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Big aftershock could still be coming

The rate of aftershocks following Saturday’s magnitude 7.1 earthquake appears to be lower than usual for a quake of that size, but people around damaged buildings in Canterbury should still be taking extreme care, says an expert.

The aftershocks could be big – within one order of magnitude of the original quake – so there is still the chance of a magnitude 6 shake hitting the un-reinforced masonry around Christchurch and in surrounding towns of mid-Canterbury.

Nearly 100 aftershocks have hit so far, the biggest of them rating at magnitude 5.5, and some have come from different directions from the original shake.

“It is still possible that we’ll have a magnitude 6 in the next week, and people ought to be aware of that, particularly if they are around structures which are already damaged,” said the manager of the geohazards monitoring section which runs the GeoNet at GNS Science, Ken Gledhill.

“For a shallow earthquake like this, they will go on for weeks,” Dr Gledhill told NZPA.

“And if a building is badly damaged, it won’t take much shaking to push it over.”



Ken Ring on 7/09/2010 2:57pm

The moon goes around the Earth, as well as coming in closer, and this week it‚Äôs New moon and the second closest distance to Earth for the whole year. Imagine the moon continually sidestepping a sort of track like a monorail. And when it is mid-track we call it a ‘node’, being more focussed and in a direct line. It’s the difference between shooting at something from the side or front on. The node makes events happen. With weather, moisture can be gathering and temperature dropping, and when a node arrives, a developing cold front will deliver rain. So when New Moon, perigee, real closeness of perigee and node all come together, it gives much more potential for earthquakes, strong winds, highest tides for the year(which we are having this week), and extreme wintry weather.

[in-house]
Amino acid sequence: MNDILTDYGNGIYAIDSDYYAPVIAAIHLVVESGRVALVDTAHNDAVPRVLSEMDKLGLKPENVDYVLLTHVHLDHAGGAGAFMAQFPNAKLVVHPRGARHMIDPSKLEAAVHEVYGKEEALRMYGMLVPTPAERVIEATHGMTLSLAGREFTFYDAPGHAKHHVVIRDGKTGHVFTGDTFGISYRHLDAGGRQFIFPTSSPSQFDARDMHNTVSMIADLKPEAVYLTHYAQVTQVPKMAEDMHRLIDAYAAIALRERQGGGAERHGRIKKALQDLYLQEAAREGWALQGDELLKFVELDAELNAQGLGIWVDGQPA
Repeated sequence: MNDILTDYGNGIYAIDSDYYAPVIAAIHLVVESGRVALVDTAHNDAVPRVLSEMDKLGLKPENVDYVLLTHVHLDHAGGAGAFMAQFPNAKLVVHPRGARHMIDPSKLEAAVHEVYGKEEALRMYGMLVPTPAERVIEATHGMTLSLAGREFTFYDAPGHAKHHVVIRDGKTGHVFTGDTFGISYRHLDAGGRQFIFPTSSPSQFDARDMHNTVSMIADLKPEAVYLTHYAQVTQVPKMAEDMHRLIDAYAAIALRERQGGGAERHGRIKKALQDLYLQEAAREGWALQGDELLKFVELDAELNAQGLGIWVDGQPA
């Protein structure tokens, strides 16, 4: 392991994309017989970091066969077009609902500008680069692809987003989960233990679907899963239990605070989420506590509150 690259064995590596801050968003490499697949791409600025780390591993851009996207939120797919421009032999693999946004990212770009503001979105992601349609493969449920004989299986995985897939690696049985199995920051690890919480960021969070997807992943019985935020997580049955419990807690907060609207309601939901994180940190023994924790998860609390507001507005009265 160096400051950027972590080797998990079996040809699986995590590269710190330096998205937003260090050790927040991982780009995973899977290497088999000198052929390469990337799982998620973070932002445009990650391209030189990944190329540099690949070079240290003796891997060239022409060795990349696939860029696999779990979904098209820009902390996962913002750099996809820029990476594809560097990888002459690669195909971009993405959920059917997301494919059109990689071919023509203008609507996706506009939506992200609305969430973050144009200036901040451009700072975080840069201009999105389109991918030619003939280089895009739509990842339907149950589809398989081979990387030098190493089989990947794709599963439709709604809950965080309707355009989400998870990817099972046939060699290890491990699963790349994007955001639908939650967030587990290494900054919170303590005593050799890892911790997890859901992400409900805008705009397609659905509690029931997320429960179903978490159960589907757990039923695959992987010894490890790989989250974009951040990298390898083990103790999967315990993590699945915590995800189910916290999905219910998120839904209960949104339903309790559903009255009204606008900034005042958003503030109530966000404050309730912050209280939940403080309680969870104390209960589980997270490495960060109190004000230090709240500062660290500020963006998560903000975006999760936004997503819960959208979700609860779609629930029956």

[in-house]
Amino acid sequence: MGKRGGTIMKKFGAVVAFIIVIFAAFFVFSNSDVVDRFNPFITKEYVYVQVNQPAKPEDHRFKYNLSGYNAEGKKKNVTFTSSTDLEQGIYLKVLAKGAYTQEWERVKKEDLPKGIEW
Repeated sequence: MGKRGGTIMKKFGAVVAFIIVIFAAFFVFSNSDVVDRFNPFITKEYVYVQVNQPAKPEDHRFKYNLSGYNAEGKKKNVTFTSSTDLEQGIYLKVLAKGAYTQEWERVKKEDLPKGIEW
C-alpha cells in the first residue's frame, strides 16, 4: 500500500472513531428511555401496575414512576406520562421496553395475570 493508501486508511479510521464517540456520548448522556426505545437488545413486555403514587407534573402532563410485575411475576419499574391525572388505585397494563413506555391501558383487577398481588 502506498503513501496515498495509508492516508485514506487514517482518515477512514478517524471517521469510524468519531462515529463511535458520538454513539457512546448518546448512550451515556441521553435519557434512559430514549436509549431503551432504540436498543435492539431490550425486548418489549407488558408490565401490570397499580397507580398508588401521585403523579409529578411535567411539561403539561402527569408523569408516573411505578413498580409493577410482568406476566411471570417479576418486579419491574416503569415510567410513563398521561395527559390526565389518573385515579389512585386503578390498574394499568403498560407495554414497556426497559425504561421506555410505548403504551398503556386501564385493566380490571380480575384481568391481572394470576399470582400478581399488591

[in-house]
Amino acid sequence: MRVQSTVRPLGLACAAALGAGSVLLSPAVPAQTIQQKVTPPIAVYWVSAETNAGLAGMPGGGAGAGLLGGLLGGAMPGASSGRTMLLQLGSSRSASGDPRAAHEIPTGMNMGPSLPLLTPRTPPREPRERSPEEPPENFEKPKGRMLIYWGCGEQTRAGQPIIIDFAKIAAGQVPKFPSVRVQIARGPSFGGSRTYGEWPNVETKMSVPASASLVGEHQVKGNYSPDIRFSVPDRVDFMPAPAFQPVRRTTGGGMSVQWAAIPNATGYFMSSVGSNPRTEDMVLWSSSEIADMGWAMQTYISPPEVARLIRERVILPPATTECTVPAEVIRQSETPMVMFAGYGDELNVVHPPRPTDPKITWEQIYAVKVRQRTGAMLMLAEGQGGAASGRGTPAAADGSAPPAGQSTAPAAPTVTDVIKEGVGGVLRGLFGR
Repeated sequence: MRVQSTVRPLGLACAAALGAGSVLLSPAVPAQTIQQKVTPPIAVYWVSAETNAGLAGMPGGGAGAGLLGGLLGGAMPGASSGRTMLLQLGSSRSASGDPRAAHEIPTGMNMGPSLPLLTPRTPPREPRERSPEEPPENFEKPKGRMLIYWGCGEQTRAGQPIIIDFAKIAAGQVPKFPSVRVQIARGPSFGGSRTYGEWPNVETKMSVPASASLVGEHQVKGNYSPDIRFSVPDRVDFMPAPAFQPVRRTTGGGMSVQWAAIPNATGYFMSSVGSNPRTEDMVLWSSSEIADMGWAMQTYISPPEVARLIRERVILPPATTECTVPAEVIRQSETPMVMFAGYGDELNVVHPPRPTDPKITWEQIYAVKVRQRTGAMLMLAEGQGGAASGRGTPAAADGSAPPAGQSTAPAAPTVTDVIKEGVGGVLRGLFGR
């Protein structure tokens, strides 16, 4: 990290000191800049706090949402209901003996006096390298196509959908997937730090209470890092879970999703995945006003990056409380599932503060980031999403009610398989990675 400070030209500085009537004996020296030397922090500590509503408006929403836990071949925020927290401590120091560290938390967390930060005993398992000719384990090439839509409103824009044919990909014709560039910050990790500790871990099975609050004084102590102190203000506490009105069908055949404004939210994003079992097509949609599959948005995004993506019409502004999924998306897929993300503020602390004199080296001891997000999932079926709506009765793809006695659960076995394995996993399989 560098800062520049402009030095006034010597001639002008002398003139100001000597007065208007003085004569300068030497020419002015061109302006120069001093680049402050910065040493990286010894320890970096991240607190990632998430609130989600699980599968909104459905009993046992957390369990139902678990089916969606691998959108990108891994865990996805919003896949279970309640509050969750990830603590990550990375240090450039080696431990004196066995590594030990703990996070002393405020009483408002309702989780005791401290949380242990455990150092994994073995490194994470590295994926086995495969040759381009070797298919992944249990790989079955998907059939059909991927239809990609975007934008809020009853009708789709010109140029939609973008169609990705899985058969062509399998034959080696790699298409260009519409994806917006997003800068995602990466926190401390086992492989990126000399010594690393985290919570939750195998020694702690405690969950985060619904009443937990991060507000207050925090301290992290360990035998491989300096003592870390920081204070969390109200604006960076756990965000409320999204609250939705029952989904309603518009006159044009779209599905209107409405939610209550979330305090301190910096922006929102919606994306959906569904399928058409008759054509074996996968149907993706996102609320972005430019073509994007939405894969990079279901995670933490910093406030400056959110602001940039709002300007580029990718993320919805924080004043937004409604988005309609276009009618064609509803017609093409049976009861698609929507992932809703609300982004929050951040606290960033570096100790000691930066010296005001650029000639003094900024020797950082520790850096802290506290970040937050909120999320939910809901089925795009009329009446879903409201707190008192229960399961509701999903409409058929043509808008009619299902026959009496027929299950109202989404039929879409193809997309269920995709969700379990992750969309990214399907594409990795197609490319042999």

And here’s how it went. On Sept 4th the moon hit node at 3.37am, an hour before the quake 4.30am. To compare, the 3 Feb 1931, Napier earthquake occurred at 10.30am Рthe node was at 9.21am, also an hour before. In 1886 the Mt Tarawera eruption that knocked out the Pink and White Terraces Рthe node was on 2 June, also New moon and perigee, and the earthquake then did the initial damage. The Murchison earthquake at Inangahua in 1968? The node had arrived the previous day and new moon 3 days later.
A node comes around about every 13.5 days. The danger this time will be all over when factors all go their separate ways which will be by Thursday, so aftershocks may continue until the end of the week.
Other events that have had these moon factors in the same combinations have been the 1855 Wairarapa earthquake (also an N+P event), the 1992, Christchurch Big Snow (N+P), and, still perigeal/apogeal; the 1968 Wahine storm, the 1979 Mt Erebus crash, the 1953 Tangiwai disaster, the 1963 Kaimai air crash, the 2004 Asian tsunami, and the 2009 Samoan tsunami.